While Gyeongbokgung plays to the crowd, its smaller neighbour Changdeokgung (창덕궁) is the choice of palace connoisseurs. Completed in 1412 and home to royalty as recently as 1910, this is the best-preserved palace in Seoul, and has been put on UNESCO’s list of World Heritage sites. Entry here is regulated to a far greater degree than the other palaces, and for most of the week you’ll have no option but to join a tour. Though the information is interesting, you really can’t beat the freedom of exploring the palace by yourself; to do this you will need to come on a Thursday from April to October, and pay more.

The suitably impressive throne room is without doubt the most regal-looking of any Seoul palace – light from outside is filtered through paper doors and windows, bathing in a dim glow the elaborate wooden beam structure, as well as the throne and its folding-screen backdrop. From here you’ll be led past a number of buildings pertaining to the various kings that used the palace, some of which still have the original furniture inside. One building even contains vehicles used by King Sunjong, the Daimler and Cadillac looking more than a little incongruous in their palatial setting. Sunjong was the last ruler of the Joseon dynasty, and held the throne from 1907 until his country’s annexation by the Japanese in 1910; his lineage still continues today, though claims are contested, and the “royals” have no regal rights, claims or titles. Further on you’ll come to Nakseondae. Built during the reign of King Heonjong (ruled 1834–49), the building’s Qing-style latticed doors and arched pavilion reveal Heonjong’s taste for foreign cultures; without the paint and decoration typical of Korean palace buildings, the colours of the bare wood are ignited during sunset. Look out for the circular sliding door inside – Star Trek in a Korean palace.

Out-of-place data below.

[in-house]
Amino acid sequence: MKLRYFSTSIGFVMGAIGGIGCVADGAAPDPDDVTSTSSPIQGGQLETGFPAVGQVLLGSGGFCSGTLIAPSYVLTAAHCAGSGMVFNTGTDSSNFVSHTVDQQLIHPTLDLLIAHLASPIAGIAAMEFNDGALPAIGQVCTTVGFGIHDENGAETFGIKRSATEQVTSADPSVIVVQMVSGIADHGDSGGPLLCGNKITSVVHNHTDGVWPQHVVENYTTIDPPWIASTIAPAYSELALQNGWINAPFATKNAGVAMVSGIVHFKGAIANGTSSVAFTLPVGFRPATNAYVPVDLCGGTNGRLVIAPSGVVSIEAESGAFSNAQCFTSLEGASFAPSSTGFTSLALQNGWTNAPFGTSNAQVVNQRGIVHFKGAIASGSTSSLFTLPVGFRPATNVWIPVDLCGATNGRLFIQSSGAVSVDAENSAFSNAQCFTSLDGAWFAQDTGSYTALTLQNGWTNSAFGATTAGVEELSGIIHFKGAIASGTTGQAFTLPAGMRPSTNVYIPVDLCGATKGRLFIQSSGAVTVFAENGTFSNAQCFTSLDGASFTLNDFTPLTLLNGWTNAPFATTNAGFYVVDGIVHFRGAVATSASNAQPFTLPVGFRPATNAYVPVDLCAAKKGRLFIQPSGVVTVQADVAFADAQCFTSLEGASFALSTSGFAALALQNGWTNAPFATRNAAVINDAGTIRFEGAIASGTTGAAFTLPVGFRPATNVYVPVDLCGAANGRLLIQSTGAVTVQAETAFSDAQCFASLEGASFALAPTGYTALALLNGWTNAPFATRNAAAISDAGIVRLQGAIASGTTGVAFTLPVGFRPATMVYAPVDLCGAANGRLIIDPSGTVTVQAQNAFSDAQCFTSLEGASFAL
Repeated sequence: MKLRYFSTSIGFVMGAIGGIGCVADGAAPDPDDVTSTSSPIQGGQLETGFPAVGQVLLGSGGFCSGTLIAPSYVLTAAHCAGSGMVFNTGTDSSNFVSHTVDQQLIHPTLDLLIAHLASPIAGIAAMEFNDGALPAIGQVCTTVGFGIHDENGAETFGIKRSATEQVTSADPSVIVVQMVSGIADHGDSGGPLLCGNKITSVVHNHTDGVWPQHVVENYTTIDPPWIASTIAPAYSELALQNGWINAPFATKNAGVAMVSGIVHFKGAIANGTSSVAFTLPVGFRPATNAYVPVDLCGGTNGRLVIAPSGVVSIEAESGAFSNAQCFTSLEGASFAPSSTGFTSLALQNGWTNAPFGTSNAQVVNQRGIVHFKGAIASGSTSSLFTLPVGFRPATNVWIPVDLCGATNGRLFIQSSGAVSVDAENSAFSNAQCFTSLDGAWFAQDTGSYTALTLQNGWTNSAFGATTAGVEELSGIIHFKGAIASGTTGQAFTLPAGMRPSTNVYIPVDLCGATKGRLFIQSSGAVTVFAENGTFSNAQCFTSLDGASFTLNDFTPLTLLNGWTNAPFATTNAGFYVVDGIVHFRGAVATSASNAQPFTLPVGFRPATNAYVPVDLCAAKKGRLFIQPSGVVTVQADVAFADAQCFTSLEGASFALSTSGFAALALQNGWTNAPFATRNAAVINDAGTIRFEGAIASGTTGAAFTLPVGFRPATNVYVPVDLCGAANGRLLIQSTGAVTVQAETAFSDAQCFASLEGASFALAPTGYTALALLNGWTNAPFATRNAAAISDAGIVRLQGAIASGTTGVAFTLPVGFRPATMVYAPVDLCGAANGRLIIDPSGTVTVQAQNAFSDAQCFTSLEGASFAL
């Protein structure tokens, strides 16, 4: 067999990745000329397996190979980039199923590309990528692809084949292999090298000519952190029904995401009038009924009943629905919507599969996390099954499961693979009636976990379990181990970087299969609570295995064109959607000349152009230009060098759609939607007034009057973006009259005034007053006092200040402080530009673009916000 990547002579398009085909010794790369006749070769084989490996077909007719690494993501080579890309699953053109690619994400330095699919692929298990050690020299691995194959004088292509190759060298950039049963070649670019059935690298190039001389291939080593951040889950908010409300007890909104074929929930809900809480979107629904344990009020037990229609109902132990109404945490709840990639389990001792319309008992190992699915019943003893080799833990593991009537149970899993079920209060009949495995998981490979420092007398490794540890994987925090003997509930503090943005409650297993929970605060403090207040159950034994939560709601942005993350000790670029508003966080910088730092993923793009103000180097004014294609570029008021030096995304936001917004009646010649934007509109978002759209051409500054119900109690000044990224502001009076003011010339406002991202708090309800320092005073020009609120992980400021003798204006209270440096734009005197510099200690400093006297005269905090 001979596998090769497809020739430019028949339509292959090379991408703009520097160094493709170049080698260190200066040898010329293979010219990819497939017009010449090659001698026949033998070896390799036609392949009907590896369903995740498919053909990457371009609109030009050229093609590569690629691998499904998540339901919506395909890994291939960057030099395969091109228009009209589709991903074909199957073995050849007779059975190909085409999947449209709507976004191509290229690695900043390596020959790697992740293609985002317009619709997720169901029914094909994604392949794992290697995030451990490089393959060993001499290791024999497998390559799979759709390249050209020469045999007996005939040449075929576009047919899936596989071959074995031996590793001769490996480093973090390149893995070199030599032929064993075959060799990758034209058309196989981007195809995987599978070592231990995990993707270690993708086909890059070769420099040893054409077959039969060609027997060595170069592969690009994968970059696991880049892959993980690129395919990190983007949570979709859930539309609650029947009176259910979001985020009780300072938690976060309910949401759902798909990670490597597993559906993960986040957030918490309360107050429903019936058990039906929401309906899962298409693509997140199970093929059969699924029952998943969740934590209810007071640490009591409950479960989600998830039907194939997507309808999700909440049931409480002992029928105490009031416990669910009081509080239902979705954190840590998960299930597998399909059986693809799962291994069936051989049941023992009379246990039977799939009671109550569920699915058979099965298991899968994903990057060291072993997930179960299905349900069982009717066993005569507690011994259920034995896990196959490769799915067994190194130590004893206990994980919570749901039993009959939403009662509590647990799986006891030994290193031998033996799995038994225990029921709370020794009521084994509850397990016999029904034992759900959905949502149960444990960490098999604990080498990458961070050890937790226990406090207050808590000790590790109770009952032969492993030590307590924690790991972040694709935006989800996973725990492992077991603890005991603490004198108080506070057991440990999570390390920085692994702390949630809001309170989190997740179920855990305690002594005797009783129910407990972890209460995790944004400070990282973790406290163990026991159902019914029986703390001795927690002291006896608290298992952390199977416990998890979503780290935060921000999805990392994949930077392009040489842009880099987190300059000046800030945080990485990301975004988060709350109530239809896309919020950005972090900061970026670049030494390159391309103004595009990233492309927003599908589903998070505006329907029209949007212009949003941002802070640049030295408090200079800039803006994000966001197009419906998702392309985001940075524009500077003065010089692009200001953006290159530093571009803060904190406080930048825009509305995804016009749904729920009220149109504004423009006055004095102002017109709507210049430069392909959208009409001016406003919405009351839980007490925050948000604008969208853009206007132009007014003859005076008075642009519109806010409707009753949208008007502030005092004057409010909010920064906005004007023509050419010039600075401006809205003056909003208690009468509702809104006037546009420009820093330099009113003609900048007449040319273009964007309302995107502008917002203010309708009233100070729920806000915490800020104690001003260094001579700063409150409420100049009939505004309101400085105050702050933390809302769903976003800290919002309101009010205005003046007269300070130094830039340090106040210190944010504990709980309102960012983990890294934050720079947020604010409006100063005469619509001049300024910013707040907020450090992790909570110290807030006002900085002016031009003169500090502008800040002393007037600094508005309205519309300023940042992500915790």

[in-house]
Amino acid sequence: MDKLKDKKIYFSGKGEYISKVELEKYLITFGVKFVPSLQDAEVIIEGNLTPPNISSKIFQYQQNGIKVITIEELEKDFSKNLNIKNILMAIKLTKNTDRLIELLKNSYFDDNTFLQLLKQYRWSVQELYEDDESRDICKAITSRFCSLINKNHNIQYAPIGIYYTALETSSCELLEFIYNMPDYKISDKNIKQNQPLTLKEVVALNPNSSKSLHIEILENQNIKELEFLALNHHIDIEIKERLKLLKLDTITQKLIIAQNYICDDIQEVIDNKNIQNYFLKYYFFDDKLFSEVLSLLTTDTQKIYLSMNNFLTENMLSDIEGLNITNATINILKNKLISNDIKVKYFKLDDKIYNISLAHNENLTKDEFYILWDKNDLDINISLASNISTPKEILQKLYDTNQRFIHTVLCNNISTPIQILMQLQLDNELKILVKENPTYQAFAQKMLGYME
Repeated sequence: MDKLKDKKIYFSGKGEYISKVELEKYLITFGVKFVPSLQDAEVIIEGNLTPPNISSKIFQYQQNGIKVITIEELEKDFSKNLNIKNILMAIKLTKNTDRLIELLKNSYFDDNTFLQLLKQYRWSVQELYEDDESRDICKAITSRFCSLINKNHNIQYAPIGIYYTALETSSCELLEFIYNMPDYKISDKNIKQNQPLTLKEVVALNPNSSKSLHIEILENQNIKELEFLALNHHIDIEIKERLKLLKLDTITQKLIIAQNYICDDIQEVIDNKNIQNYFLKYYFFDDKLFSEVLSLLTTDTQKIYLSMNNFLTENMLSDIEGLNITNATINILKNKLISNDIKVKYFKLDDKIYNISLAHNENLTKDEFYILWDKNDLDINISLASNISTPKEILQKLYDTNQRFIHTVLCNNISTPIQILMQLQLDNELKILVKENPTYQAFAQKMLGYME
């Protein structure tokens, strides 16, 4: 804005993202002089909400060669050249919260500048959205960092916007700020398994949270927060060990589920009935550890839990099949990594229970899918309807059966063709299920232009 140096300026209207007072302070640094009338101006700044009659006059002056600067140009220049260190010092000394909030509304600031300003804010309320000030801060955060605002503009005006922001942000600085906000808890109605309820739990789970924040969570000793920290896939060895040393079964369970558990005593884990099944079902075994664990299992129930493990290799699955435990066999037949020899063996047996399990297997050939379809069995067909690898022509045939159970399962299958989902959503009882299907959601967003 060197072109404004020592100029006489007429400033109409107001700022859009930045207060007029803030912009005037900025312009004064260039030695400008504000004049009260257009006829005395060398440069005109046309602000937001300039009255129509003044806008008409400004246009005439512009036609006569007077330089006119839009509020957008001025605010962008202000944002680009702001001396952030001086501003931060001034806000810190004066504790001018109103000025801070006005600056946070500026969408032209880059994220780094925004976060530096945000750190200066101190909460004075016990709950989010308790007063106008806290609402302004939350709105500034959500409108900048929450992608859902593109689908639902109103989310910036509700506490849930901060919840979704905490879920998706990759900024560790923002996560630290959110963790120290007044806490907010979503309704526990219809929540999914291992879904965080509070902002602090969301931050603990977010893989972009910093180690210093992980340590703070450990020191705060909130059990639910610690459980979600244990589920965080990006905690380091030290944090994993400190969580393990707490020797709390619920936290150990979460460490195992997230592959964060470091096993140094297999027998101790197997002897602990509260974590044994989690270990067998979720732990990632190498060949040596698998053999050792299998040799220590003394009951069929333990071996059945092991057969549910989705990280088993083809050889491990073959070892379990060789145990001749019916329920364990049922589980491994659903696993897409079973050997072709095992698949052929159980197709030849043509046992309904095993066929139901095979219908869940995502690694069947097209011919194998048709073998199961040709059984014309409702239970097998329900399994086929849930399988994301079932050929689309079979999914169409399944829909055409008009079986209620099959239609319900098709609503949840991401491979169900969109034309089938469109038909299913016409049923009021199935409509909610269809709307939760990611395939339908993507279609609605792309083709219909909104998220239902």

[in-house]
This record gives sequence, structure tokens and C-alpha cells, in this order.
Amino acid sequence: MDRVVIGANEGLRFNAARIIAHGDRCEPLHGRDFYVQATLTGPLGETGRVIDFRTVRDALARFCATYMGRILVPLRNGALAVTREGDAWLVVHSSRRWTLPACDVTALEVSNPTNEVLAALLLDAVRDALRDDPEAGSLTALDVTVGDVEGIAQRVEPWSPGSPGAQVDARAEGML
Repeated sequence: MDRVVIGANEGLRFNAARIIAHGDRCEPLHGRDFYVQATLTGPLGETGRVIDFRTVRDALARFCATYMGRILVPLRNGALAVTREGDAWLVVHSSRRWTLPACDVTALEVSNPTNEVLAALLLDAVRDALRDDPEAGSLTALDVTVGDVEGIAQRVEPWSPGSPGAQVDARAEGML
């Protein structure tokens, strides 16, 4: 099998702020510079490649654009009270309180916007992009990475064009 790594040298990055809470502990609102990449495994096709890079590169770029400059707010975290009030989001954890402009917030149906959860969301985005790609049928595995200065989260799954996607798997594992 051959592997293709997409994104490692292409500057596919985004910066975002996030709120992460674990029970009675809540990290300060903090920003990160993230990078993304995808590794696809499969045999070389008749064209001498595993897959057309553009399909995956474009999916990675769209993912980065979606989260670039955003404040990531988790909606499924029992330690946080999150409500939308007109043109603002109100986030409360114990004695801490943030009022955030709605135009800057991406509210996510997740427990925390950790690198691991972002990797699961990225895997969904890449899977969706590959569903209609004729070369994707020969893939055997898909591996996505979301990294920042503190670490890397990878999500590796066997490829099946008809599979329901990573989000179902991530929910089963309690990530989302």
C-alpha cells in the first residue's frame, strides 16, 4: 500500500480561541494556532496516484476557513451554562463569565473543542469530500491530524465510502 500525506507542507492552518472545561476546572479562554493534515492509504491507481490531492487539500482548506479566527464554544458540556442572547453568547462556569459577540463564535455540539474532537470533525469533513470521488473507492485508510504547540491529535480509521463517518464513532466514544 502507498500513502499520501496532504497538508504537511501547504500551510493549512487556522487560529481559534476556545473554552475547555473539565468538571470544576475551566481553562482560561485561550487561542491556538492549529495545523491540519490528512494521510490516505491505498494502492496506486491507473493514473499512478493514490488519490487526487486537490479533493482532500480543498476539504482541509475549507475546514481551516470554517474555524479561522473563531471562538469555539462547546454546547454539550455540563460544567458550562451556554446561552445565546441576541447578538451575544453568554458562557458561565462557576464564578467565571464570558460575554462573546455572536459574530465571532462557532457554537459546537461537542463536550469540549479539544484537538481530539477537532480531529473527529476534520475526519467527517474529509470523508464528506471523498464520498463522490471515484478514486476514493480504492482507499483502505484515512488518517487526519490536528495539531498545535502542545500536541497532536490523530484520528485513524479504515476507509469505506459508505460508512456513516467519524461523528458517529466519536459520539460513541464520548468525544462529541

Huwon

Changdeokgung’s highlight is Huwon (후원), the “Secret Garden”. Approached on a suitably mysterious path, the garden is concealed by an arch of leaves. In the centre of the garden is a lotus pond, one of Seoul’s most-photographed sights, and alive with colourful flowers in late June or early July. A small building overlooking the pond served as a library and study room, and the tiny gates blocking the entrance path were used as an interesting checking mechanism by the king – needing to crouch to pass through, he’d be reminded of his duty to be humble. This is the last stop on the tour, and most visitors take the opportunity to relax here awhile before exiting the complex.

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